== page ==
I decided to skip The Golden Globes this year and, instead, I finally got around to watching Six Degrees of Separation.
It’s unfortunate that the main thing people remember about this movie (at least people in my generation) is that Will Smith “plays gay” and the controversy surrounding his discomfort about kissing another man on screen. While I understand that a performer’s personal preferences shouldn’t be an issue when portraying a character, Smith gives an otherwise great performance here. But the real star of the movie is the writing itself. This is dense stuff, full of Big Ideas.
Smith plays Paul, a gay hustler and con artist who visits the swanky apartment of Ouisa (an amazing Stockard Channing) and Flan (Donald Sutherland) after being mugged outside their apartment building on the Upper East Side. He claims he’s the son of Sidney Poitier and a friend of the children of Ouisa and Flan, a well-to-do art dealer.
You can tell right away that the movie was originally produced as a play. The first third of the movie takes place in the apartment as they entertain a rich philanthropist played by Ian MacKellan. Paul spins a fantastical tale of growing up as the rejected son of Poitier, eliciting Ouisa and Flan’s sympathy from the very beginning. Paul claims to have lost his senior thesis on The Catcher and the Rye during the mugging. It’s when he’s describing his thesis that his intellect takes hold of his hosts and convinces him that he really is a special person who they want desperately to help. They insist he stay the night.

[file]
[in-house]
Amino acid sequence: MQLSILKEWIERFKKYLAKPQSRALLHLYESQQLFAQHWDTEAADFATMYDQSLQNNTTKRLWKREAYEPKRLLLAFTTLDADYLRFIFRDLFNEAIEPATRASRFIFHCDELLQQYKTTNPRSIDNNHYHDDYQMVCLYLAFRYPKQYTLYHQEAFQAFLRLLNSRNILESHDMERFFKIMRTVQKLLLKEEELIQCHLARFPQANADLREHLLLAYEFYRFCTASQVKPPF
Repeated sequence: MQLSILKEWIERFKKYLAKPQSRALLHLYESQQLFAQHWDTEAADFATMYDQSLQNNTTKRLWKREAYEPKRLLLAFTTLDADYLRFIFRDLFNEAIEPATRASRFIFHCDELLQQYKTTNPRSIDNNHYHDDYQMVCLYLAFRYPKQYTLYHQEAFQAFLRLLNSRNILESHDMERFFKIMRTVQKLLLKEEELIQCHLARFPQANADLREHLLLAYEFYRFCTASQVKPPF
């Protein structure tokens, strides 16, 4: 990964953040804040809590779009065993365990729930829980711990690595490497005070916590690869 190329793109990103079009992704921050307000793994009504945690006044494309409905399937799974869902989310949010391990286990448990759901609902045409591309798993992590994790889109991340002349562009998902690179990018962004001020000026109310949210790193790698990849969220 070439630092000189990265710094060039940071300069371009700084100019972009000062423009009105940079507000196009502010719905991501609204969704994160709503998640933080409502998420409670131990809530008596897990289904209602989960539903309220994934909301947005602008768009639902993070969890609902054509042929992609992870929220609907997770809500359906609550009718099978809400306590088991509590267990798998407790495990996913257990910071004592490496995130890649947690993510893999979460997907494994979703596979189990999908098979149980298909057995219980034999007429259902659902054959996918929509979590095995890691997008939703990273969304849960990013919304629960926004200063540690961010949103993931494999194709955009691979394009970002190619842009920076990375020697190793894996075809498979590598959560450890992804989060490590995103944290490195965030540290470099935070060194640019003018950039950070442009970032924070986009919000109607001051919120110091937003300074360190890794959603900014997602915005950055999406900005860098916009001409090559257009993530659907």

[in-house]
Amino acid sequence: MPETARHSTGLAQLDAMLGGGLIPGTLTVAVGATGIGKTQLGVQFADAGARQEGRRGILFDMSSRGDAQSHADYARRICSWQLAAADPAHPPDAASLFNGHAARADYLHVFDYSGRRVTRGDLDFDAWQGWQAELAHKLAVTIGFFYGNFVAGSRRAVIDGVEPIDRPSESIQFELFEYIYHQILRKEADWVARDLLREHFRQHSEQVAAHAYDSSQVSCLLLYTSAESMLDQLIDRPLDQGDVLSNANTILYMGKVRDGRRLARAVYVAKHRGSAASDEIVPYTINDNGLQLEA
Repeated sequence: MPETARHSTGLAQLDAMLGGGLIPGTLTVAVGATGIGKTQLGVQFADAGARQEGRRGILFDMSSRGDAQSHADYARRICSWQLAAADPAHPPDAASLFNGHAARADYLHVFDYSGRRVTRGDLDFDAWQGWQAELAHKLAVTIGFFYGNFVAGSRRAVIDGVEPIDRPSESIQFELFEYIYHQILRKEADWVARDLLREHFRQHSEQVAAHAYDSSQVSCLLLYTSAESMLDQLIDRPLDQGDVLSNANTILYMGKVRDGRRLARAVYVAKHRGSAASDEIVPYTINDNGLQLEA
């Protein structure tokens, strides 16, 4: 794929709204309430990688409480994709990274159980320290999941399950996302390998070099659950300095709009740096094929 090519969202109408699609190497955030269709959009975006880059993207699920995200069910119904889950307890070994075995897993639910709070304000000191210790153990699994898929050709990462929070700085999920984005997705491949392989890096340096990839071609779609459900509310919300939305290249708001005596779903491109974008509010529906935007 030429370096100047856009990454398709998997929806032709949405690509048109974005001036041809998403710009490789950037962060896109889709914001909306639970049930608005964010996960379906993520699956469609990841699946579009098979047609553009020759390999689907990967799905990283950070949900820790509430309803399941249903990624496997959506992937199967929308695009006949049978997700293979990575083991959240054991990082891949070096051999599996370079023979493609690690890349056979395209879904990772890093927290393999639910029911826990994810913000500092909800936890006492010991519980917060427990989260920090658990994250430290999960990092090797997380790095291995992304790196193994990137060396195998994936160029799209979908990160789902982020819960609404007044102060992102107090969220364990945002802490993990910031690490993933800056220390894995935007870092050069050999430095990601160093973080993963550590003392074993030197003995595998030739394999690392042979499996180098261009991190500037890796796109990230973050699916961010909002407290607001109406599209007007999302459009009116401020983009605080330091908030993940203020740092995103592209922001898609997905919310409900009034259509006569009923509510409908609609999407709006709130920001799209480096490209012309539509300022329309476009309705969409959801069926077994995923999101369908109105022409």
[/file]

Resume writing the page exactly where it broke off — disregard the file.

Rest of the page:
The morning after, Ouisa discovers Paul having sex with a guy in the room of her daughter. Flan casts Paul and the hustler out and he and Ouisa hurry to a friend’s wedding where they first start to tell their tale to friends.
We follow them as they visit different friends and professional acquaintances around town; continuing their story further at every event. We soon learn that Paul has swindled some other friends of theirs and the police are brought in. The further the investigation goes, the deeper we go down the rabbit hole. To spoil any of the revelations would be to betray the best part of the film: discovering the depth of Paul’s deceptions and the lengths Ouisa and Flan will go to get to the truth.
In addition to the excellent lead actors, there’s also a lot of fun cameos and bit parts for famous actors in their early years like Heather Graham and Anthony Rapp. Anthony Michael Hall is almost unrecognizable as Paul’s gay Henry Higgins (that makes more sense when you see the movie). Bruce Davison and Mary Beth Hurt play the lead couple’s best friends who were also swindled by Paul. Kelly Bishop (from Gilmore Girls) makes a brief appearance as well as famous painter Chuck Close. J.J. Abrams even makes an appearance as one of the many self-centered and selfish children of the Upper East Side (see clip below).
This movie has so many themes going simultaneously, it’s hard to keep track of them. It’s about class and the assumptions we make about people who are different than us. It asks us to consider the many similarities between a con artist and an art dealer like Flan. It’s about family and what we expect from our parents and children. It’s about truth and how much you can bend it before it becomes an outright lie.
But the best part of the film is that the one person who seemed like a villain at the beginning, Paul, turns out to be the most sympathetic character in the end.